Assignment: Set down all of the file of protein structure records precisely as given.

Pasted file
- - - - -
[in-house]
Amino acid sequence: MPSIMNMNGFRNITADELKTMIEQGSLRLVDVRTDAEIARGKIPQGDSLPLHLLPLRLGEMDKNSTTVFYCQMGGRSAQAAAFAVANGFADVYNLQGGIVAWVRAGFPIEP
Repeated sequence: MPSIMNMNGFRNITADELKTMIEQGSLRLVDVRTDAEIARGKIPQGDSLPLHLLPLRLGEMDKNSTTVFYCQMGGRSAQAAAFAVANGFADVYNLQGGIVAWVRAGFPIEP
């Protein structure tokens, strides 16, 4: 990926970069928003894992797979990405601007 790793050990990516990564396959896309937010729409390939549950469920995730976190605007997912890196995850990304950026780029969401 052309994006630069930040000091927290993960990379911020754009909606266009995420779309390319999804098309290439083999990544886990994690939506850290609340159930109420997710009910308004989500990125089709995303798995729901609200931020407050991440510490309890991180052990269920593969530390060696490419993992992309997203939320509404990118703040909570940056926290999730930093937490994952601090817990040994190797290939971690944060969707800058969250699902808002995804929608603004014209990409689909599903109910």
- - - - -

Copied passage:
[in-house]
Amino acid sequence: MPSIMNMNGFRNITADELKTMIEQGSLRLVDVRTDAEIARGKIPQGDSLPLHLLPLRLGEMDKNSTTVFYCQMGGRSAQAAAFAVANGFADVYNLQGGIVAWVRAGFPIEP
Repeated sequence: MPSIMNMNGFRNITADELKTMIEQGSLRLVDVRTDAEIARGKIPQGDSLPLHLLPLRLGEMDKNSTTVFYCQMGGRSAQAAAFAVANGFADVYNLQGGIVAWVRAGFPIEP
């Protein structure tokens, strides 16, 4: 990926970069928003894992797979990405601007 790793050990990516990564396959896309937010729409390939549950469920995730976190605007997912890196995850990304950026780029969401 052309994006630069930040000091927290993960990379911020754009909606266009995420779309390319999804098309290439083999990544886990994690939506850290609340159930109420997710009910308004989500990125089709995303798995729901609200931020407050991440510490309890991180052990269920593969530390060696490419993992992309997203939320509404990118703040909570940056926290999730930093937490994952601090817990040994190797290939971690944060969707800058969250699902808002995804929608603004014209990409689909599903109910």